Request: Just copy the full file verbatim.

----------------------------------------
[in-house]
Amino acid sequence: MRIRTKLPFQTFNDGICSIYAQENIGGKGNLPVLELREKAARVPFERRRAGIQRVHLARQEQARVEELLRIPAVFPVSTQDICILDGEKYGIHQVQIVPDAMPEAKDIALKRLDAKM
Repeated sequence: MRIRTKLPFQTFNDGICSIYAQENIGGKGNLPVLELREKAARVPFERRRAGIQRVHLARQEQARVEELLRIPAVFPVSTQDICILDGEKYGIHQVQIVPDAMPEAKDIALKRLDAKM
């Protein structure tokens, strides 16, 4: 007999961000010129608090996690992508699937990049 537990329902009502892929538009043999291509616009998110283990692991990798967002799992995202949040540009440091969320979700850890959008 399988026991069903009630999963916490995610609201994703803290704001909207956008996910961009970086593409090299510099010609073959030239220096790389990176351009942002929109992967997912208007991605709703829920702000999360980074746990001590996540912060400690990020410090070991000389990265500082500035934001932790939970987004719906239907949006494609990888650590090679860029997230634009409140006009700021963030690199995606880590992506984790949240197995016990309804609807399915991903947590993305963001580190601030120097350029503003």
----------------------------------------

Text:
[in-house]
Amino acid sequence: MRIRTKLPFQTFNDGICSIYAQENIGGKGNLPVLELREKAARVPFERRRAGIQRVHLARQEQARVEELLRIPAVFPVSTQDICILDGEKYGIHQVQIVPDAMPEAKDIALKRLDAKM
Repeated sequence: MRIRTKLPFQTFNDGICSIYAQENIGGKGNLPVLELREKAARVPFERRRAGIQRVHLARQEQARVEELLRIPAVFPVSTQDICILDGEKYGIHQVQIVPDAMPEAKDIALKRLDAKM
């Protein structure tokens, strides 16, 4: 007999961000010129608090996690992508699937990049 537990329902009502892929538009043999291509616009998110283990692991990798967002799992995202949040540009440091969320979700850890959008 399988026991069903009630999963916490995610609201994703803290704001909207956008996910961009970086593409090299510099010609073959030239220096790389990176351009942002929109992967997912208007991605709703829920702000999360980074746990001590996540912060400690990020410090070991000389990265500082500035934001932790939970987004719906239907949006494609990888650590090679860029997230634009409140006009700021963030690199995606880590992506984790949240197995016990309804609807399915991903947590993305963001580190601030120097350029503003």